The Nestrov Accelerated Gradient Descent method is a modification to traditional gradient descent for convex functions. The method relies on gradient information at various points to build a polynomial approximation that minimizes the residuals in fewer iterations of the descent.

Input dropout ratio

A percentage of the data to be omitted from training in order to improve generalization.

L1 regularization

A regularization method that constrains the size of individual coefficients and has the net effect of dropping some coefficients from a model to reduce complexity and avoid overfitting.

L2 regularization

A regularization method that constrains the sum of the squared coefficients. This method introduces bias into parameter estimates, but frequently produces substantial gains in modeling as estimate variance is reduced.

Max W2

A maximum on the sum of the squared weights of information paths input into any one unit. This tuning parameter functions in a manner similar to L2 Regularization on the hidden layers of the network.

Initial weight distribution

The distribution from which initial path weights are to be drawn. When the norma option is selected weights are drawn from the standard normal with a mean of 0 and a standard deviation of 1.

Loss function

The loss function to be optimized by the model.

Cross Entropy Used when the model output consists of independent hypothesis, and the outputs can be interpreted as the probability that each hypothesis is true. Cross entropy is the recommended loss function when the target values are classifications, and especially when data are unbalanced.

Mean Square Used when the model output are continuous real values.

Score Interval

The number of seconds to elapse between model scoring.

Score Training Samples

The number of training set observations to be used in scoring.

Score Validation Samples

The number of validation set observations to be used in scoring.

Classification Stop

The stopping criteria in terms of classification error. When error is at or below this threshold, the algorithm stops.

Regression Stop

The stopping criteria in terms of error. When error is at or below this threshold, the algorithm stops.

Max Confusion Matrix

The maximum number of classes to be shown in the returned confusion matrix for classification models.

Max Hit Ratio K

The maximum frequency of actual class label to be among the top-K predicted class labels).

Balance Classes

When data are unbalanced selecting this option will oversample the minority class to train on.

Variable Importance

Report variable importance in the model output.

Force Load Balance

Increase training speed on small data sets to utilize all cores.

Shuffle Training Data

When data include classes with unbalanced distributions, or when data are ordered, it is possible to run the algorithm on chunks of data that do not accurately reflect the shape of the data as a whole, which can produce poor models. Shuffling training data ensures that all prediction classes are present in all chunks of data.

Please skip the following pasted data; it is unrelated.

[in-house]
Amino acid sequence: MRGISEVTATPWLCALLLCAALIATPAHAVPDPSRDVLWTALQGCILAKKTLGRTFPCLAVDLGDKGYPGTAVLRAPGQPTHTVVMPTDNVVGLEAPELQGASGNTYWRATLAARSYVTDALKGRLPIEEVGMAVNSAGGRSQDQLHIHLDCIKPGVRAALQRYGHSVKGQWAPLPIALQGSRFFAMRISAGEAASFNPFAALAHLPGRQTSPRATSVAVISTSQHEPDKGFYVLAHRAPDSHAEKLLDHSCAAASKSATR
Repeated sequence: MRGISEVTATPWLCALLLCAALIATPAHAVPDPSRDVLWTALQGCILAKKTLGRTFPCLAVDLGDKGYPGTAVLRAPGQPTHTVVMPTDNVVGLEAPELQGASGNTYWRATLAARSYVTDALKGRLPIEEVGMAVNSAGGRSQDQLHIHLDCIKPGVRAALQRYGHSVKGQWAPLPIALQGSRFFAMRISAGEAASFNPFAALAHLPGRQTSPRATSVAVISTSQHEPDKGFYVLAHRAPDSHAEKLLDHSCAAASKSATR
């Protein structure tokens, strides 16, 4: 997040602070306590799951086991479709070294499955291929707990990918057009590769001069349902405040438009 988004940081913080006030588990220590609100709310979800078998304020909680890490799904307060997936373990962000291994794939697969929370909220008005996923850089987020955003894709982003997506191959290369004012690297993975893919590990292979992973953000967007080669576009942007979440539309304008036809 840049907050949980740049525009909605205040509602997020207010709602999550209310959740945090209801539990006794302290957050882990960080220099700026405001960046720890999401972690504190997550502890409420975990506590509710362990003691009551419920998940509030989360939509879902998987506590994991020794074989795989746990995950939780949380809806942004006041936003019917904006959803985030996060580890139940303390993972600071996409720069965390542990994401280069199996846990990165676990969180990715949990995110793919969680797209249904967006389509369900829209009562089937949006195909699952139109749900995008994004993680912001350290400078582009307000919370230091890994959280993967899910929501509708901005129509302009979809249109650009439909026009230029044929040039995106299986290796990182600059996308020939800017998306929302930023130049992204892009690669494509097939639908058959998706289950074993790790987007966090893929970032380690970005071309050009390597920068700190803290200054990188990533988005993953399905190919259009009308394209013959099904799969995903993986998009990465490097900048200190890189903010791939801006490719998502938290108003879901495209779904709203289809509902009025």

Interpreting the Model

Progress Table

The Progress table displays information about each of the hidden layers in the deep learning model.

Units The number of units or nodes in the layer

Type The type of layer or activation function. Each model will have one input and one softmax layer, where the softmax layer is the output of the model. Hidden layers are identified by the activation function specified.

Dropout The percentage of training data dropped from training at that layer.

L1, L2 The L1 and L2 regularization penalty applied to the layer.

Classification Error

The percentage of times that a class was incorrectly predicted by the model.


The final number of full epochs carried out.

Mini Batch Size

The numebr of observations in each mini-batch used to update path weights.

Confusion Matrix

A table showing the number of actual observations in a particular class relative to the number of predicted observations in a class. This is omitted when the model specified is regression.

Hit Ratio Table

A table displaying the percentage of instances where the actual class label assigned to an observation is in the top K classes predicted by the network. For instance, in a four class classifier on values A, B, C, D, a particular observation is labeled class A, with a probability of .6 of being A, .2 probability of being B, a .1 probability of being C, and a .1 probability of being D. If the true class is B, the observation will be counted in the hit rate for K=2, but not in the hit rate of K=1.

Variable Importance

A table listing the importance of variables listed from greatest importance, to least importance.